Relatives – the living ones – can be some of your best resources for getting started in researching your family tree. One of the reasons I first became interested in my family history was by listening to the stories my grandparents used to share with us kids. Every time I visit with my maternal grandmother we get to talking and I hear more and more about my long lost relatives and the struggles they faced as well as their unique accomplishments. She grew up during the depression in a mixed race household (her mother was Mexican and her father was Scots-Irish) and she has so many interesting stories about that alone that she is happy to share. She tells a particularly interesting story of murder within our family that I have yet to find solid documentation for. My grandmother’s grandmother was orphaned when she was only 4 years old and according to the story she witnessed her father bludgeon her mother to death with a rock in their front yard. I have searched all of the newspapers I can find for New Mexico around the time I think that this happened but have had no luck.
And then there is the story on my paternal grandmother’s side of the family that we are somehow related to John Hart, the signer of the Declaration of Independence. Because my grandma’s family has been in the United States since the original 13 colonies were formed I have searched really far back and have not found this particular John Hart to be one of my direct relatives. I do have a John Hart in my tree – my 8th great grandfather to be exact – but the dates do not line up for him to be the signer of the Declaration of Independence. Could I still be related to THE John Hart? Sure, he could easily be a distant cousin or uncle or something of that nature – I do have a slew of ‘Harts’ in my tree, but I haven’t found the direct connection as of yet.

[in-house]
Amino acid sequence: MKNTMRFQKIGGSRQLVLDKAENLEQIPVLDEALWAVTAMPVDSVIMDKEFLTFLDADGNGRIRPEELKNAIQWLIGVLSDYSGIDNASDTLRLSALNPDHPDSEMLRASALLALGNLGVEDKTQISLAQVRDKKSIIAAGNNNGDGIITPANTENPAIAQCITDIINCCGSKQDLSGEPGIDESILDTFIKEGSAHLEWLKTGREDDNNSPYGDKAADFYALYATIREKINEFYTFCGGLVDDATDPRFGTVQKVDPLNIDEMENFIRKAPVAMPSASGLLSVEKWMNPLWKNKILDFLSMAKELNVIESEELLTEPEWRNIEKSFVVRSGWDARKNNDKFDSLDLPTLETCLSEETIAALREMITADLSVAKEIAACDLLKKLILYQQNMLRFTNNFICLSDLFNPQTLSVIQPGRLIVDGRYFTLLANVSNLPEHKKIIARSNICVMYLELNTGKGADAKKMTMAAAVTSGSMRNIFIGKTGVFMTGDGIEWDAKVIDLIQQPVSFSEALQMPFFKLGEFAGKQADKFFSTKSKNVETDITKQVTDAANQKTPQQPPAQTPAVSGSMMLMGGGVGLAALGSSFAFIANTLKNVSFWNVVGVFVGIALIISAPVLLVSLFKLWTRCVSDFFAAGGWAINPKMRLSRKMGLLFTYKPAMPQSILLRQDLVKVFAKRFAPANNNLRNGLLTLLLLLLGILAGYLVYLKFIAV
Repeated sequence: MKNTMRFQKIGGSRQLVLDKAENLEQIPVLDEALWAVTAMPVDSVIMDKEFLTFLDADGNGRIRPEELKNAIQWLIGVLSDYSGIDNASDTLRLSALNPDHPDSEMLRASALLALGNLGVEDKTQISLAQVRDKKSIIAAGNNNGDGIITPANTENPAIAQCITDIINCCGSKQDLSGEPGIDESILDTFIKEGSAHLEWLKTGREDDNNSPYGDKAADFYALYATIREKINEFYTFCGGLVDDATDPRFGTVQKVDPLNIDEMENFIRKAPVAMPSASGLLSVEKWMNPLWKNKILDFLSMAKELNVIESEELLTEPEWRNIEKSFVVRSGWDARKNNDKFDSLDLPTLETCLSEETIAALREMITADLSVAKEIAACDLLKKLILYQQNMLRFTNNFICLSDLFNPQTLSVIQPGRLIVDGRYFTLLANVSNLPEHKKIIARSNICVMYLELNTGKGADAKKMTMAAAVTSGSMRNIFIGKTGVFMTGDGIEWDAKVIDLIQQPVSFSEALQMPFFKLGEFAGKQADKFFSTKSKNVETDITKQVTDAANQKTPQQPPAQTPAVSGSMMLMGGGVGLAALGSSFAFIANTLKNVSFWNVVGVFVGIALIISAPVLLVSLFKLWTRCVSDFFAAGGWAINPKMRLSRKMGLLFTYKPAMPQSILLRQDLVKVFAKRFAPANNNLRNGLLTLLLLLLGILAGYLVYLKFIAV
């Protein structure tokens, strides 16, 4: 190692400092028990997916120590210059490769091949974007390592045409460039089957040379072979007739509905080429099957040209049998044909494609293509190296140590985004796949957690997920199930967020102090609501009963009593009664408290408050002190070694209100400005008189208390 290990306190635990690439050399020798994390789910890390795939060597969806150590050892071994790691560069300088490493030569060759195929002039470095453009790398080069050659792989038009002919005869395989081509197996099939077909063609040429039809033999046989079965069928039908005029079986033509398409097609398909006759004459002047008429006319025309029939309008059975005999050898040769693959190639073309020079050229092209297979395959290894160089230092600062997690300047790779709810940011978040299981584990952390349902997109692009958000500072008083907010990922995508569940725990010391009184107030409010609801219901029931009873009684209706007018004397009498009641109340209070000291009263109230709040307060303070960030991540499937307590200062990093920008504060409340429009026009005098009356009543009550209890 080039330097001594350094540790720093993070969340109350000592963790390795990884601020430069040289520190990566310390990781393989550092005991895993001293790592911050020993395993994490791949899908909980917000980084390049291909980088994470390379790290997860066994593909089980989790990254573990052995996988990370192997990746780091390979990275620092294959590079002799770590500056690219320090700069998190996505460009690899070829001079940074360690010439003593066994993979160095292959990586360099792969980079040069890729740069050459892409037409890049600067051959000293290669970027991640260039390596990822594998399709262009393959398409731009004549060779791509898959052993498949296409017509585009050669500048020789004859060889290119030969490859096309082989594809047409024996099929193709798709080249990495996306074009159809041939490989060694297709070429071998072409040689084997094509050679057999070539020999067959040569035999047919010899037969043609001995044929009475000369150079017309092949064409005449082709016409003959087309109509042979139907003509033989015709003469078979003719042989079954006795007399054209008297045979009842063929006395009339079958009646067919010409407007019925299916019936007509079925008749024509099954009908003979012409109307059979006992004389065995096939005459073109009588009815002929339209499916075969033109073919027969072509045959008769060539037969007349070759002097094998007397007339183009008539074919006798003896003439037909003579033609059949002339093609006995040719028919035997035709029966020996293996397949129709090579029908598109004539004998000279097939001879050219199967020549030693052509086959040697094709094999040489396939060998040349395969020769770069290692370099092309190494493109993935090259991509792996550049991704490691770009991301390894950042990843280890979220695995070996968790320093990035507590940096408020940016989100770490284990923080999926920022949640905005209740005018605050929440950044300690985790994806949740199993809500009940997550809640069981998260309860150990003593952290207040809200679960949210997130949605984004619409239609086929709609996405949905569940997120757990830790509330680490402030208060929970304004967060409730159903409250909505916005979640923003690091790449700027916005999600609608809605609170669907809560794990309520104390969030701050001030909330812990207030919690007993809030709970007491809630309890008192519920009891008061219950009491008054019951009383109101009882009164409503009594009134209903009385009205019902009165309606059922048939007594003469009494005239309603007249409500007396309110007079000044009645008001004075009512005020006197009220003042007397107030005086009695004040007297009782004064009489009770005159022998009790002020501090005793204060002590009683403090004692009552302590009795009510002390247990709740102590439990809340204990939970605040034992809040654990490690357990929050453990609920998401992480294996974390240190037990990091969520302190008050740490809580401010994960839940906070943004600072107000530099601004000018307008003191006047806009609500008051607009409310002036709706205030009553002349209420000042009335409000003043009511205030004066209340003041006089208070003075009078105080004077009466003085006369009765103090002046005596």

Grandparents are one of our greatest resources and a direct connection to the past. In 2001 my cousin Molly – who was in college at the time – conducted an interview with my paternal Grandfather for the Veterans History Project. She recorded the entire thing and gave each of us a cassette tape copy. I cherish this tape. Grandpa died unexpectedly in 2002, so whenever I hear his voice on this tape it brings back so many memories along with a wave of emotions. In addition, it has preserved his story and his memories in his very own words for all eternity. (I should probably have the tape converted to a digital file now that I think about it.) It is highly recommended by historians, archivists, and genealogy professionals that you take the time to interview your parents and grandparents to get their oral histories. There are many online resources that provide you with the questions needed to get started. Here is an example. It is important to get these stories transcribed before they are gone forever. On a side note, if you ever want to get your kids excited about genealogy or history, have them interview their grandparents. They might not want to at first, but once they start listening to all of the neat stories, they will love it!
For me, part of choosing to become a Family Historian was because I wanted to know my ancestors on a personal level. I don’t just want to know their names – I want to know WHO they were. One of the most valuable research tools I have found is www.findagrave.com. On this site you can, of course, find the grave marker for whichever relative you seek (assuming someone has photographed it and uploaded it to the site – they take volunteers for this) and the cemetery they are buried in, but you can also find out quite a bit more. Often times, immediate relatives are listed for them as well as obituaries or transcribed eulogies. These short written pieces can give you information that more ‘official’ documents might not disclose – professions, hobbies, where they went to school, military service, etc. A personal discovery of mine is that my great-great-great-grandfather was not only a farmer, but also a medical doctor, a judge, AND a gospel minister. Apparently, you weren’t restricted to a single profession in early 1800’s Texas.These are intimate details that I never found searching the popular census and vital records that you often find on Ancestry.com and similar genealogy sites.